From July 2004, a Meath Chronicle interview with Bellewstown man Shane Horgan, who announced his retirement from rugby this week .......
It's not about lifting a trophy. It's about lifting the nation. So declare the posters for a mobile phone company around Dublin featuring the Irish senior rugby team in action. On the newsstands, rugby magazines are given prominence, with Geordan Murphy and Gordon Darcy looking out from the front covers. Across the country, Irish rugby shirts are being snapped up in sports shops and department stores. Rugby is the new rock 'n' roll.
One of those currently lifting the nation, and the imaginary Triple Crown, is wing back Shane Horgan, from Bellewstown, who has played a leading role with the Irish team since his return from injury just before last year's World Cup in Australia, playing in all the World Cup and Six Nations games since.
"It was really touch and go as to whether I'd get to Australia at all," Horgan says. He had missed the previous 10 internationals after damaging his quadriceps muscle against Scotland the previous January, and was out of action for nine months.
"It was badly torn," he explains. "Then, a few days before we were due to play Wales in August, I tore it again, just six weeks before the World Cup."
Horgan says it was good that the World Cup was coming up at the end of the year. "It focussed my mind on getting fit again. I had to dig deep, do a lot of training. After all, it's not a lot of players that get a chance to play in a world cup."
He heaved a big sigh of relief when he got on that plane to the World Cup. "Eddie had been very good about it," he says of coach Eddie O'Sullivan. "He gave me the time to get ready. Otherwise, I wouldn't have been there."
Making matters worse for him during his injury period was the fact that Ireland had a good year, getting to the Grand Slam decider, and Horgan's Leinster teammates got to the European Cup semi-final. "While I was delighted to see them all doing so well, and we're all friends, there was a tinge of sadness, I suppose even jealousy that I wasn't there, or in contention for a place even. It was a frustrating nine months." Press-ups and such exercises were the order of the day "when all you wanted was the ball in your hands."
But the six months that followed certainly made up for that period of frustration for Horgan, last month culminating in the thrill of being part of the first Irish side to win a Triple Crown since 1985, when such names as Ciaran Fitzgerald and Brendan Mullen were rolling off people's tongues.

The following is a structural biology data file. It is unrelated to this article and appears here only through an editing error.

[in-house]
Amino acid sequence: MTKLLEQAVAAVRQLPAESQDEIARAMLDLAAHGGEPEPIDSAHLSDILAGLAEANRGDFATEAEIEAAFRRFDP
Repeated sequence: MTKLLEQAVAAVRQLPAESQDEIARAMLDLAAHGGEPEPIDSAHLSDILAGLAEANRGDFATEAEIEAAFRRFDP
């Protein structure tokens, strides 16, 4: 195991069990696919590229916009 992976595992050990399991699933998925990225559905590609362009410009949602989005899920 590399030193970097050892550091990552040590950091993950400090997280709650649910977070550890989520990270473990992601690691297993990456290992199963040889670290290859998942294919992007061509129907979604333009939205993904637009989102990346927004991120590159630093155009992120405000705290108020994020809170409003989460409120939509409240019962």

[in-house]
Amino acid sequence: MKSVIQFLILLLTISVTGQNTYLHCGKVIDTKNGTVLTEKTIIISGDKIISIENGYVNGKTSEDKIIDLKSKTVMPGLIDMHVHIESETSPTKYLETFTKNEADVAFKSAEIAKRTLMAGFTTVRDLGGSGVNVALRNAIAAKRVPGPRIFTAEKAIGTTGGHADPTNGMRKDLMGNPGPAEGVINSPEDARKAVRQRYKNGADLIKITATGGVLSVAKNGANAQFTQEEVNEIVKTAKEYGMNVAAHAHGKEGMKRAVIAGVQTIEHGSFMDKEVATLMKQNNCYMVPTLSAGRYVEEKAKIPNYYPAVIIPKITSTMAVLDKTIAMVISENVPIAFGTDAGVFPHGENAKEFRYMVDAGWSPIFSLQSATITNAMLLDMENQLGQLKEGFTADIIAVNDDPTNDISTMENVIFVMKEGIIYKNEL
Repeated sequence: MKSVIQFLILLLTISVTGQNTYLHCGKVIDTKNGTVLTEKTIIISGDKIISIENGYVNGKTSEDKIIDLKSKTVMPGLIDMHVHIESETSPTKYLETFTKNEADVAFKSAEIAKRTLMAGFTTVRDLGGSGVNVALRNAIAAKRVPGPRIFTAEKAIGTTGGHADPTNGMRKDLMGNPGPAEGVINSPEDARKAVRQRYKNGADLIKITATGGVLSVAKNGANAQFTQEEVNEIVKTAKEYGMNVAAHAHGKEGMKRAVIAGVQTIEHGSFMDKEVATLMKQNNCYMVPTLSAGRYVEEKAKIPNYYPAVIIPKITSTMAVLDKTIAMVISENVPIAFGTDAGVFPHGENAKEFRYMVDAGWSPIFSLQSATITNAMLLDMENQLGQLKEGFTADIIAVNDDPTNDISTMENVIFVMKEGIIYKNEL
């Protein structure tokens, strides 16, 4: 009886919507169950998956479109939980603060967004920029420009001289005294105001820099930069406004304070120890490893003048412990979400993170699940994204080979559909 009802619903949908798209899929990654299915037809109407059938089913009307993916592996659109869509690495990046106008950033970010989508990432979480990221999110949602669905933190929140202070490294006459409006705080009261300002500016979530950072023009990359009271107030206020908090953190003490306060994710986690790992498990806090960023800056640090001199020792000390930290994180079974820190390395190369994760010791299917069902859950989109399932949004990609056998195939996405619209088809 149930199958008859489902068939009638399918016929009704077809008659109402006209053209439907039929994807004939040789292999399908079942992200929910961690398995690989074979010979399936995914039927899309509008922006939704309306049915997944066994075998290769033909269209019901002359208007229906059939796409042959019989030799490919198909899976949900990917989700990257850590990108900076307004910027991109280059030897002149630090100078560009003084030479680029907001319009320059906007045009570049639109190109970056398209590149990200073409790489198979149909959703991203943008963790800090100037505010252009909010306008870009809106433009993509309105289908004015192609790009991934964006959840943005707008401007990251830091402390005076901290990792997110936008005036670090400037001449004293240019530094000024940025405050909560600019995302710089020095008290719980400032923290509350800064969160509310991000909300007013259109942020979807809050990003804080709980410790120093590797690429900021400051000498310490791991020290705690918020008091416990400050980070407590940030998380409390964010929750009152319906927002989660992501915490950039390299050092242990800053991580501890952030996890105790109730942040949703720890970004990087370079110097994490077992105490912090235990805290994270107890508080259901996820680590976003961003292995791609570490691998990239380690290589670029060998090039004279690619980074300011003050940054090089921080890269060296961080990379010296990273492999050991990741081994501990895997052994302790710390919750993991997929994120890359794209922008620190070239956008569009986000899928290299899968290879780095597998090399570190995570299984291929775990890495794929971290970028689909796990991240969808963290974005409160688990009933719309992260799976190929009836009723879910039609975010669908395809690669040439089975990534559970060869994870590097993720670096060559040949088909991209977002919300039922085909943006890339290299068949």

As a youngster growing up in Bellewstown, Horgan had two ambitions - to play Gaelic football for Meath or international rugby for Ireland. And he did travel the GAA road a while, until his move to Dublin where his talent with the oval ball was increasingly becoming more obvious.
His parent's home is just half a mile away from the famous racecourse on the hill, and the local national school. "There wasn't much rugby in Bellewstown National School," he laughs. "But, as with all rural schools, especially in Meath, a great tradition of Gaelic football."
His love of rugby stemmed from the fact that his father, John, is from New Zealand, and followed the sport keenly. Horgan's secondary school, St Mary's CBS in Drogheda, wasn't known as a rugby school, but he played with the local clubs in Drogheda, Delvin and Drogheda, which later merged. "I played all my mini-rugby with Delvin and then under-16 and under-18 with Drogheda. We won a Leinster Cup at under-18," he recalls.
At the same time, he was playing Gaelic with St Mary's school. "I have a lot of friends from that team who are still friends," he says. Then, at the same time that he was playing rugby with the Irish Youths, he also spent a year as a Meath minor. "It was a big thing to play with Meath at any level." It was 1996, and the minors were beaten by Dublin in Leinster semi-final, in which midfielder Horgan contributed a point. Others on that '96 minor team included James Gibbons, Nicky Horan, Denis Kealy, Ronan Fitzsimons and Fergus McMahon.